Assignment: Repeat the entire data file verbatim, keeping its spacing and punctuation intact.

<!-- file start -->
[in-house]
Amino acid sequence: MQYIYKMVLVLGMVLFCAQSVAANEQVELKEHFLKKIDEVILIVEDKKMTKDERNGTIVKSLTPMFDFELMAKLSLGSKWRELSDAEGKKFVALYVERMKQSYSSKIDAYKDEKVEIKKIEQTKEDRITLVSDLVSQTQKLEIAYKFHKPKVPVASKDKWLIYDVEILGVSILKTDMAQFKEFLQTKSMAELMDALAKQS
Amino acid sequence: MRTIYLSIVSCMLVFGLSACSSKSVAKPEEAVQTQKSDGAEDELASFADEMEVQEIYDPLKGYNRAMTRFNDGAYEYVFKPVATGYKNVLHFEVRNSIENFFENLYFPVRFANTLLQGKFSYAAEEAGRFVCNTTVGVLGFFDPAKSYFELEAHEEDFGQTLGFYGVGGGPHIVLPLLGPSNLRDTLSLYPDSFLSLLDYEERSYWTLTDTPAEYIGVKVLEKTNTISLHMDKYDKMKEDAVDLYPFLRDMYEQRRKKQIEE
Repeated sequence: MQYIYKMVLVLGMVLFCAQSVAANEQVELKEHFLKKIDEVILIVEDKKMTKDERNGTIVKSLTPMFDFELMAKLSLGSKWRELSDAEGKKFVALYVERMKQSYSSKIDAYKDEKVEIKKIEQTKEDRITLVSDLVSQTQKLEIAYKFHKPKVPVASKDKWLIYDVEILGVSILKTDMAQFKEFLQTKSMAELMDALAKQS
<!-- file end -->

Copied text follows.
[in-house]
Amino acid sequence: MQYIYKMVLVLGMVLFCAQSVAANEQVELKEHFLKKIDEVILIVEDKKMTKDERNGTIVKSLTPMFDFELMAKLSLGSKWRELSDAEGKKFVALYVERMKQSYSSKIDAYKDEKVEIKKIEQTKEDRITLVSDLVSQTQKLEIAYKFHKPKVPVASKDKWLIYDVEILGVSILKTDMAQFKEFLQTKSMAELMDALAKQS
Amino acid sequence: MRTIYLSIVSCMLVFGLSACSSKSVAKPEEAVQTQKSDGAEDELASFADEMEVQEIYDPLKGYNRAMTRFNDGAYEYVFKPVATGYKNVLHFEVRNSIENFFENLYFPVRFANTLLQGKFSYAAEEAGRFVCNTTVGVLGFFDPAKSYFELEAHEEDFGQTLGFYGVGGGPHIVLPLLGPSNLRDTLSLYPDSFLSLLDYEERSYWTLTDTPAEYIGVKVLEKTNTISLHMDKYDKMKEDAVDLYPFLRDMYEQRRKKQIEE
Repeated sequence: MQYIYKMVLVLGMVLFCAQSVAANEQVELKEHFLKKIDEVILIVEDKKMTKDERNGTIVKSLTPMFDFELMAKLSLGSKWRELSDAEGKKFVALYVERMKQSYSSKIDAYKDEKVEIKKIEQTKEDRITLVSDLVSQTQKLEIAYKFHKPKVPVASKDKWLIYDVEILGVSILKTDMAQFKEFLQTKSMAELMDALAKQS